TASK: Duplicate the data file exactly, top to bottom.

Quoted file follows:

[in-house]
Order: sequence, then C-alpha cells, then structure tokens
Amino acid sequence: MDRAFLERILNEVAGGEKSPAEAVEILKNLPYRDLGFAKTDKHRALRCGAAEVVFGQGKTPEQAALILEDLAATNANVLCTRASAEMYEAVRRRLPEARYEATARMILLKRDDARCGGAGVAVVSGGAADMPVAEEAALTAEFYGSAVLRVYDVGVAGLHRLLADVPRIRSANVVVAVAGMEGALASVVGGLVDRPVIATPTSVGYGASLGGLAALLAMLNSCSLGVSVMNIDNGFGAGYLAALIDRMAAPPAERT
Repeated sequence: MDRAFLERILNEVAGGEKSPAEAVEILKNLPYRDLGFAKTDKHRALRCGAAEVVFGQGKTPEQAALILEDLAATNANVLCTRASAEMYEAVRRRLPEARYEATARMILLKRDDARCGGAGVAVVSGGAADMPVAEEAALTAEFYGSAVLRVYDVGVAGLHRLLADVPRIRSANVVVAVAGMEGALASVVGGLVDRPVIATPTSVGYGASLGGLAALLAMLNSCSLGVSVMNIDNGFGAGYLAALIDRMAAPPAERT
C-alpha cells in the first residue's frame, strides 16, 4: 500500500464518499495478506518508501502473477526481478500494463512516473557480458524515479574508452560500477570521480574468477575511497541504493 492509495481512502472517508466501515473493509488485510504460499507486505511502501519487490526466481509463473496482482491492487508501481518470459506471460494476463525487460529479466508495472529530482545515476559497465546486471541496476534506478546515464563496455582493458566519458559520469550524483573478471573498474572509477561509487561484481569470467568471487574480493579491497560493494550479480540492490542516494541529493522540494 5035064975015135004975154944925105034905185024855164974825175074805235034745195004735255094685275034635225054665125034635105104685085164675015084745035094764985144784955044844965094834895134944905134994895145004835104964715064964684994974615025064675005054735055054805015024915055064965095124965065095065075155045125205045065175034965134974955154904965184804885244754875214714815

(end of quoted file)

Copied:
[in-house]
Order: sequence, then C-alpha cells, then structure tokens
Amino acid sequence: MDRAFLERILNEVAGGEKSPAEAVEILKNLPYRDLGFAKTDKHRALRCGAAEVVFGQGKTPEQAALILEDLAATNANVLCTRASAEMYEAVRRRLPEARYEATARMILLKRDDARCGGAGVAVVSGGAADMPVAEEAALTAEFYGSAVLRVYDVGVAGLHRLLADVPRIRSANVVVAVAGMEGALASVVGGLVDRPVIATPTSVGYGASLGGLAALLAMLNSCSLGVSVMNIDNGFGAGYLAALIDRMAAPPAERT
Repeated sequence: MDRAFLERILNEVAGGEKSPAEAVEILKNLPYRDLGFAKTDKHRALRCGAAEVVFGQGKTPEQAALILEDLAATNANVLCTRASAEMYEAVRRRLPEARYEATARMILLKRDDARCGGAGVAVVSGGAADMPVAEEAALTAEFYGSAVLRVYDVGVAGLHRLLADVPRIRSANVVVAVAGMEGALASVVGGLVDRPVIATPTSVGYGASLGGLAALLAMLNSCSLGVSVMNIDNGFGAGYLAALIDRMAAPPAERT
C-alpha cells in the first residue's frame, strides 16, 4: 500500500464518499495478506518508501502473477526481478500494463512516473557480458524515479574508452560500477570521480574468477575511497541504493 492509495481512502472517508466501515473493509488485510504460499507486505511502501519487490526466481509463473496482482491492487508501481518470459506471460494476463525487460529479466508495472529530482545515476559497465546486471541496476534506478546515464563496455582493458566519458559520469550524483573478471573498474572509477561509487561484481569470467568471487574480493579491497560493494550479480540492490542516494541529493522540494 5035064975015135004975154944925105034905185024855164974825175074805235034745195004735255094685275034635225054665125034635105104685085164675015084745035094764985144784955044844965094834895134944905134994895145004835104964715064964684994974615025064675005054735055054805015024915055064965095124965065095065075155045125205045065175034965134974955154904965184804885244754875214714815